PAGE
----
Construction Fraud

Construction fraud involves contractors who perform work for state or federal projects. Federal projects often include the construction of federal buildings like post offices, courthouses, airports, military bases, interstate highways, subway systems, and other public infrastructure. Since nearly all state construction projects are funded at least in part by federal highway funds, state FCA claims almost always include a federal FCA claim. Some of the most common types of construction fraud include:

  • Bid Rigging – where one contractor submits a non-competitive bid to ensure another contractor gets a contract. This hampers competition and does not result in the best value for taxpayer money.
  • Overbilling – where a contractor bills the government for a sum that is larger than legally allowed. Purposefully overbilling the government is a violation of the FCA and a criminal offense. Most overbilling involves either overcharging for materials or inflating hours spent working on a project.
  • Using defective, substandard, or out-of-specification building materials.
  • Failing to follow contract provisions.
  • Using unqualified personnel.
  • Misrepresentation of Disadvantaged Small Business Status – The Small Business Administration requires that some contracts should be awarded to disadvantaged small businesses, that is, those whose owners are women, minorities and/or other disadvantaged groups. Any contractor who falsely represents his/her company as a disadvantaged small business has violated the FCA.

Another important component of construction fraud relates to the Davis-Bacon Act. This Depression-era legislation is especially relevant because of increased federal funding for construction projects as part of the American Recovery and Reinvestment Act. It applies to all federally-funded projects for the construction, alteration, or repair, painting, or decorating of a public building or public work over $2000. All laborers and mechanics employed on such jobs that are not otherwise covered by an applicable executive, administration, or professional exemption are covered by the act. Any government contracting officer must attach to any covered contract a wage determination (WD) that is compiled and distributed by the Department of Labor. This determination must contain labor and geographical categories with corresponding minimum wage rates. The contractor must pay each employee and subcontractor in accordance with the wage determination and certify by implementing a payroll system. Courts have held that reckless disregard of contract provisions for payroll certification is sufficient for FCA liability because FCA liability does not require a specific intent to defraud. If a contractor falsely certifies wages, it could be ordered to pay three times the government’s actual damages of the total amount paid pursuant to the contract.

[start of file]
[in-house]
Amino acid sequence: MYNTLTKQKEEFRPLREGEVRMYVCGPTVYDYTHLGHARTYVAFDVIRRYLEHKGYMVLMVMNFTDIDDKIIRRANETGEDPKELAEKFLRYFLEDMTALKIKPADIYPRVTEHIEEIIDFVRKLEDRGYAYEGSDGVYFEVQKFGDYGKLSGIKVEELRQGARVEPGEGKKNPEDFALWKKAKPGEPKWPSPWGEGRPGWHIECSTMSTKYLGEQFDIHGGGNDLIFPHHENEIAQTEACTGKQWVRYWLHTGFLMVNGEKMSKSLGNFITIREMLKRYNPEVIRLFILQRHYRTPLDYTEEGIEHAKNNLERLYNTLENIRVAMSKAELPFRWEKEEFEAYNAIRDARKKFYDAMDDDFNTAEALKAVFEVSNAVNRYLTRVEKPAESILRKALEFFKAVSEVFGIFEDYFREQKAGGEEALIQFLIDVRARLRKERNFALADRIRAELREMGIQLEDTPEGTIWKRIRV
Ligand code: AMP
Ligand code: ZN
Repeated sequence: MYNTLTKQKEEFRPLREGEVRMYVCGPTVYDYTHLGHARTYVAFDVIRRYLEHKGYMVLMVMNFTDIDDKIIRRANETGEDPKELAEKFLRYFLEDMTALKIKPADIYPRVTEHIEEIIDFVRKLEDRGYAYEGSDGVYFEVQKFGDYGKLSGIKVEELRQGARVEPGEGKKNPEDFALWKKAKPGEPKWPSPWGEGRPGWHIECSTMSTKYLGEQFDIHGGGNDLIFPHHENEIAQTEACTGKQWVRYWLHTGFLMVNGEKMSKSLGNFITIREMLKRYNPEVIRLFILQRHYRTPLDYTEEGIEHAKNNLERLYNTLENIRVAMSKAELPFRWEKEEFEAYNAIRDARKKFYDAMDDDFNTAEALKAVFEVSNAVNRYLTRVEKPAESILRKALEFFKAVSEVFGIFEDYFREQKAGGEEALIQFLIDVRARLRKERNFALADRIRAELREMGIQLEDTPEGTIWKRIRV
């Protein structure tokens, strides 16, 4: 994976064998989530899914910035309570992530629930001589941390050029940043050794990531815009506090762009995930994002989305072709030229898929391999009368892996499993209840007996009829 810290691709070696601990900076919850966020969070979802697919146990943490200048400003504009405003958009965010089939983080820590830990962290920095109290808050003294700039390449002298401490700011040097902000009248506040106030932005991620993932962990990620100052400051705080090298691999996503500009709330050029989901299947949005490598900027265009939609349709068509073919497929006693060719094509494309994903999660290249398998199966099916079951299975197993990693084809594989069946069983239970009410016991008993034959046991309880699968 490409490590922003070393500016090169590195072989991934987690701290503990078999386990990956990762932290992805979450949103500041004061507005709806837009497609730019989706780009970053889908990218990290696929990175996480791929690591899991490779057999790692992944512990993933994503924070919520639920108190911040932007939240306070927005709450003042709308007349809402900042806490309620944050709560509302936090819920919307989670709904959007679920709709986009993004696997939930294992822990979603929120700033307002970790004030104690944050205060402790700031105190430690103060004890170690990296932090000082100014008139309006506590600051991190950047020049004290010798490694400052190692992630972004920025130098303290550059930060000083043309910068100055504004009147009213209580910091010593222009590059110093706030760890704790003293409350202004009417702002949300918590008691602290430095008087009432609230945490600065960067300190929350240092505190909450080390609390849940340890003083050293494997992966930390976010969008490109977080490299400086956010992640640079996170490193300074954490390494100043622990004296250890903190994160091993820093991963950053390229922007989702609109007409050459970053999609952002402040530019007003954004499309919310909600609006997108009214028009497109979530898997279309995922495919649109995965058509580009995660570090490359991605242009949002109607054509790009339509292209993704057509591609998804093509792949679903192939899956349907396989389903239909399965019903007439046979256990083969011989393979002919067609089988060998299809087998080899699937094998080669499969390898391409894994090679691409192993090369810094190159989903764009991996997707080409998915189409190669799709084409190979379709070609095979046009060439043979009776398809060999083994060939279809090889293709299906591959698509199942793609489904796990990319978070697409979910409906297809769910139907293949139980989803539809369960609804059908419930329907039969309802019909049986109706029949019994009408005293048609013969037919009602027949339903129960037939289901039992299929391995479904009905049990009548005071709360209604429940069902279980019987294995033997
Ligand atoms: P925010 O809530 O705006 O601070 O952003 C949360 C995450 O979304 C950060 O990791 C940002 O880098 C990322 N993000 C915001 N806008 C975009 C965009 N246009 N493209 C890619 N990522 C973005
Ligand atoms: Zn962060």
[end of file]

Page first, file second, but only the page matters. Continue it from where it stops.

In 2008, a contractor and one of its managers working on Boston’s Central Artery/Tunnel Project (“the Big Dig”) pleaded guilty to fraud on accusations of overbilling the project by $300,000. McCourt Construction Co. and Ryan McCourt admitted to defrauding the massive, $14.79 billion construction project by falsely categorizing apprentice ironworkers as higher-paid journeymen, which inflated bills submitted to the state for their work. This scheme involved more than 1,500 instances of overbilling and took place over three years starting in 2002. McCourt Construction agreed to pay a $500,000 fine.

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